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Discussion Starter · #1 ·
We live in South Florida, and apparently there's a hurricane that could potentially be on its way toward us. This got me thinking: what do I do with my animals? I doubt my boss thought about this when he purchased them, so now I 'm starting to panic. We don't really have any major concrete structures that would hold 22 goats and 8 alpacas, (which would be lovely since I was remembering stories of zoos putting their flamingos in the zoo restrooms during a storm). So is there any advice out there for what I should do with my babies for storms? Getting extra water troughs, building up their pens with dirt so they aren't flooded too bad, maybe reinforcing their shelter with extra wood? I'm clueless and freaking out.
 

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Discussion Starter · #3 ·
I was going to ask our vet when he comes out on Monday. Other than that, we're one of the few "farms" around, most of our neighbors are residential without livestock.
 

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Make sure they have some sort of identification on them. . Best of luck to you.
Will be sending prayers and good thoughts that all is well and weather misses you all.
 

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Discussion Starter · #6 ·
Thank you! It's looking like we will likely miss the majority of it, but I want to be prepared. Our area hasn't seen a true hurricane in 10 years, so I think people have forgotten how bad they can be.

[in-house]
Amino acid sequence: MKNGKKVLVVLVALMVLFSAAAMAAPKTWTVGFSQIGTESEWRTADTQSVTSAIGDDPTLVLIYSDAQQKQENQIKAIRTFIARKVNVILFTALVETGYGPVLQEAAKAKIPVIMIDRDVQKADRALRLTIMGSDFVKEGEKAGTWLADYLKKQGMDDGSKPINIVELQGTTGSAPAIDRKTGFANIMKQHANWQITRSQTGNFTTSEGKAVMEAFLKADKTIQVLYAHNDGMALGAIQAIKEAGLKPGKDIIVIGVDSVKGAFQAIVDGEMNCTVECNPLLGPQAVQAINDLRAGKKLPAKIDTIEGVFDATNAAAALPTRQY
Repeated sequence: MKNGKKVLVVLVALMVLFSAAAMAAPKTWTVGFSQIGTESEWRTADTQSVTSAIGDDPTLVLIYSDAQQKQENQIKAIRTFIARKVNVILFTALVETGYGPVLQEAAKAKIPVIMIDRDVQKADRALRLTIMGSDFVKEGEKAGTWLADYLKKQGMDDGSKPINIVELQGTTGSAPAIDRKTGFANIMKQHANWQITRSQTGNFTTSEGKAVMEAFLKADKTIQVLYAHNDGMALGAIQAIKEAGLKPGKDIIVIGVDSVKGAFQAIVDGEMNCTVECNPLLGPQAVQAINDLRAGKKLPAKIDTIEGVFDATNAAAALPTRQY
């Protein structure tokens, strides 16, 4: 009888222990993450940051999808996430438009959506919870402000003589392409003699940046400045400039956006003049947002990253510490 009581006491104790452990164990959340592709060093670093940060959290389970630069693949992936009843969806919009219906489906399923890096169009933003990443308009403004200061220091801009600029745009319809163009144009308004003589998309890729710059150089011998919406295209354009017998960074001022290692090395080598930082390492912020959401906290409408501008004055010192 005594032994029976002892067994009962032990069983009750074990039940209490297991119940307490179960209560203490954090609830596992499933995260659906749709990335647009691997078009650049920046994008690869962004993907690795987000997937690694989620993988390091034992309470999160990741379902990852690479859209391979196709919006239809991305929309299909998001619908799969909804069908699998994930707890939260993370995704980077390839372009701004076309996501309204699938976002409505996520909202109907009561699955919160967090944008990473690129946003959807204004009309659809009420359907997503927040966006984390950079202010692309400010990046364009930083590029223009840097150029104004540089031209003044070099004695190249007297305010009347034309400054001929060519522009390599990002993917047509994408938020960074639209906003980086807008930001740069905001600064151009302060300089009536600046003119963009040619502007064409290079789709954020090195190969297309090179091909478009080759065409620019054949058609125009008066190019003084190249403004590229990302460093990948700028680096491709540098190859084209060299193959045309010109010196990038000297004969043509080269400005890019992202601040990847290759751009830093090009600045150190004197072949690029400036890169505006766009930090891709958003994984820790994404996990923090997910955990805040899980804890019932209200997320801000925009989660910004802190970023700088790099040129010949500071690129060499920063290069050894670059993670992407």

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As a member of CERT (Community Emergency Response Team) I can assure you that in a disaster, there are many things you can do to ensure that your animals will be OK. Here are some links with tips that will help you prepare! By the way, the tip Goats Rock gave you is quite important. Make sure all your goats are tagged or tattooed and make sure you have that info with you if you have to take them elsewhere or if you have to evacuate and leave them behind. It will make it much easier for you to get them all back later.

http://www.humanesociety.org/issues/animal_rescue/tips/disaster_preparedness_for_livestock.html

http://emergencypreparedness.cce.cornell.edu/family/Documents/PDFs/Farmanimalprepare.pdf

http://hspca.convio.net/site/DocServer/Prepare_your_Horses__Farm_Animals_-_English_97.pdf?docID=1421
 

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stock up on water
and i've known people to spray paint their phone numbers on a horse large enough that it can be seen when you can't get near them
good luck
 

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If you can, take a a picture of yourself with each animal - this can help in getting them back afterwards. It never occurred to me, but a friend learned this tip.
 

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I just read an article on Facebook about what to do for your horses during times of natural disasters, many of the suggestion should also work on goats.

The first thing was to make sure you have an access to fresh waster if a disaster occurred. See if you can find a person/ business that has a building sturdy enough to keep supplies in.